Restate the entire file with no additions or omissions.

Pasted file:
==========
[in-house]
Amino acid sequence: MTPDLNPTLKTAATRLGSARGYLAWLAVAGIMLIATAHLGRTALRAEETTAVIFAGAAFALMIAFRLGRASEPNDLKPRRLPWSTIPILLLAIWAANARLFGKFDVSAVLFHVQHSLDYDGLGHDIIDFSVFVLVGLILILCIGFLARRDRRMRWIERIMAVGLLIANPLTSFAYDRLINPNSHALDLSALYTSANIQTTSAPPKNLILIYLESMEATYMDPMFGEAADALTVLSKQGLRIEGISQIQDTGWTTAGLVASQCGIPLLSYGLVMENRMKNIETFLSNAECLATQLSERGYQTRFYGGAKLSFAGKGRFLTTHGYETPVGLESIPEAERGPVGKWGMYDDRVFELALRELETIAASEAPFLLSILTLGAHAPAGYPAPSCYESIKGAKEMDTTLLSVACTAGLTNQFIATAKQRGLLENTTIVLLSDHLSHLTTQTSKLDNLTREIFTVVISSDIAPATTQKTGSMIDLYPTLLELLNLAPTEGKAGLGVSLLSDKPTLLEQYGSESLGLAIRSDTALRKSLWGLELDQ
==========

[in-house]
Amino acid sequence: MTPDLNPTLKTAATRLGSARGYLAWLAVAGIMLIATAHLGRTALRAEETTAVIFAGAAFALMIAFRLGRASEPNDLKPRRLPWSTIPILLLAIWAANARLFGKFDVSAVLFHVQHSLDYDGLGHDIIDFSVFVLVGLILILCIGFLARRDRRMRWIERIMAVGLLIANPLTSFAYDRLINPNSHALDLSALYTSANIQTTSAPPKNLILIYLESMEATYMDPMFGEAADALTVLSKQGLRIEGISQIQDTGWTTAGLVASQCGIPLLSYGLVMENRMKNIETFLSNAECLATQLSERGYQTRFYGGAKLSFAGKGRFLTTHGYETPVGLESIPEAERGPVGKWGMYDDRVFELALRELETIAASEAPFLLSILTLGAHAPAGYPAPSCYESIKGAKEMDTTLLSVACTAGLTNQFIATAKQRGLLENTTIVLLSDHLSHLTTQTSKLDNLTREIFTVVISSDIAPATTQKTGSMIDLYPTLLELLNLAPTEGKAGLGVSLLSDKPTLLEQYGSESLGLAIRSDTALRKSLWGLELDQ